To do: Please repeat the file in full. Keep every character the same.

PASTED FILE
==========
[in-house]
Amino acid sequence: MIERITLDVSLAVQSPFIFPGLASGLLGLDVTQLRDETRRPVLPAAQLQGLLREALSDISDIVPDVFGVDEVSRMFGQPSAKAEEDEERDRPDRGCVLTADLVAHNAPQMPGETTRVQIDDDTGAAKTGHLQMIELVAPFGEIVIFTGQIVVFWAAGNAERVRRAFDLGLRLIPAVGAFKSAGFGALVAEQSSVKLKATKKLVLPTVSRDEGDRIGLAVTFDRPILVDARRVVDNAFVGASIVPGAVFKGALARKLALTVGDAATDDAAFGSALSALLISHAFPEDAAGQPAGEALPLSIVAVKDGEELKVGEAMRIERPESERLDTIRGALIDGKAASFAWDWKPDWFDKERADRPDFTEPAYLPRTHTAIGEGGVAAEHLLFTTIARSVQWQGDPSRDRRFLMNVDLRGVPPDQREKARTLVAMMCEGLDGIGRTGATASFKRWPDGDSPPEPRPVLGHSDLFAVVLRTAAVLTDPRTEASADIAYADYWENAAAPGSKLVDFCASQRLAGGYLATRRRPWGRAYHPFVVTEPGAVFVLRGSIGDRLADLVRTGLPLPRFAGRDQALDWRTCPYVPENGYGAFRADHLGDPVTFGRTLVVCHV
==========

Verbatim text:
[in-house]
Amino acid sequence: MIERITLDVSLAVQSPFIFPGLASGLLGLDVTQLRDETRRPVLPAAQLQGLLREALSDISDIVPDVFGVDEVSRMFGQPSAKAEEDEERDRPDRGCVLTADLVAHNAPQMPGETTRVQIDDDTGAAKTGHLQMIELVAPFGEIVIFTGQIVVFWAAGNAERVRRAFDLGLRLIPAVGAFKSAGFGALVAEQSSVKLKATKKLVLPTVSRDEGDRIGLAVTFDRPILVDARRVVDNAFVGASIVPGAVFKGALARKLALTVGDAATDDAAFGSALSALLISHAFPEDAAGQPAGEALPLSIVAVKDGEELKVGEAMRIERPESERLDTIRGALIDGKAASFAWDWKPDWFDKERADRPDFTEPAYLPRTHTAIGEGGVAAEHLLFTTIARSVQWQGDPSRDRRFLMNVDLRGVPPDQREKARTLVAMMCEGLDGIGRTGATASFKRWPDGDSPPEPRPVLGHSDLFAVVLRTAAVLTDPRTEASADIAYADYWENAAAPGSKLVDFCASQRLAGGYLATRRRPWGRAYHPFVVTEPGAVFVLRGSIGDRLADLVRTGLPLPRFAGRDQALDWRTCPYVPENGYGAFRADHLGDPVTFGRTLVVCHV